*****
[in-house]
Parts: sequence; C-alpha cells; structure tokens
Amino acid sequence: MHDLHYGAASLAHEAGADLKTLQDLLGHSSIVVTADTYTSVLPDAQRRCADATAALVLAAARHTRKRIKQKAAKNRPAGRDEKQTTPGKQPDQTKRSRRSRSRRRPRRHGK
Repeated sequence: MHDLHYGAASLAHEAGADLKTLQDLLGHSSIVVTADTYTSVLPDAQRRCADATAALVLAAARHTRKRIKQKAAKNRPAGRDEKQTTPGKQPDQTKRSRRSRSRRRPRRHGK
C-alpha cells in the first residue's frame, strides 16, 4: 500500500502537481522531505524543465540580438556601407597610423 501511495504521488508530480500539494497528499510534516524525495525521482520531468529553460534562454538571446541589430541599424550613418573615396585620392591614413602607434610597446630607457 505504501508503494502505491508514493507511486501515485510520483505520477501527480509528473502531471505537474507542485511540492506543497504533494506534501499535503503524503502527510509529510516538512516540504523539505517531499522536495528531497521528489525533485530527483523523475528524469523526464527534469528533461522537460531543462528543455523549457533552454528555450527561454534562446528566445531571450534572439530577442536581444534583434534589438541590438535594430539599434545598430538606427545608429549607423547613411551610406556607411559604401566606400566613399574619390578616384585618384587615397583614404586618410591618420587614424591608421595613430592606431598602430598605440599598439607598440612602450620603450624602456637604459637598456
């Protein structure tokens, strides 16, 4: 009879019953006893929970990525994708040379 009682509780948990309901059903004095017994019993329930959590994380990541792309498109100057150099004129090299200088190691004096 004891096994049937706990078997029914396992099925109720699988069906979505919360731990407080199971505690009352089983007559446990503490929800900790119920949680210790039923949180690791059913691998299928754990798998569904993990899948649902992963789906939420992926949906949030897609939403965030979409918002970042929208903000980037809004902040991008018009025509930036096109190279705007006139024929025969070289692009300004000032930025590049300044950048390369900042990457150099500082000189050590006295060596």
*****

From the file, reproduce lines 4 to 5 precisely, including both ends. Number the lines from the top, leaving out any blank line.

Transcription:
Repeated sequence: MHDLHYGAASLAHEAGADLKTLQDLLGHSSIVVTADTYTSVLPDAQRRCADATAALVLAAARHTRKRIKQKAAKNRPAGRDEKQTTPGKQPDQTKRSRRSRSRRRPRRHGK
C-alpha cells in the first residue's frame, strides 16, 4: 500500500502537481522531505524543465540580438556601407597610423 501511495504521488508530480500539494497528499510534516524525495525521482520531468529553460534562454538571446541589430541599424550613418573615396585620392591614413602607434610597446630607457 505504501508503494502505491508514493507511486501515485510520483505520477501527480509528473502531471505537474507542485511540492506543497504533494506534501499535503503524503502527510509529510516538512516540504523539505517531499522536495528531497521528489525533485530527483523523475528524469523526464527534469528533461522537460531543462528543455523549457533552454528555450527561454534562446528566445531571450534572439530577442536581444534583434534589438541590438535594430539599434545598430538606427545608429549607423547613411551610406556607411559604401566606400566613399574619390578616384585618384587615397583614404586618410591618420587614424591608421595613430592606431598602430598605440599598439607598440612602450620603450624602456637604459637598456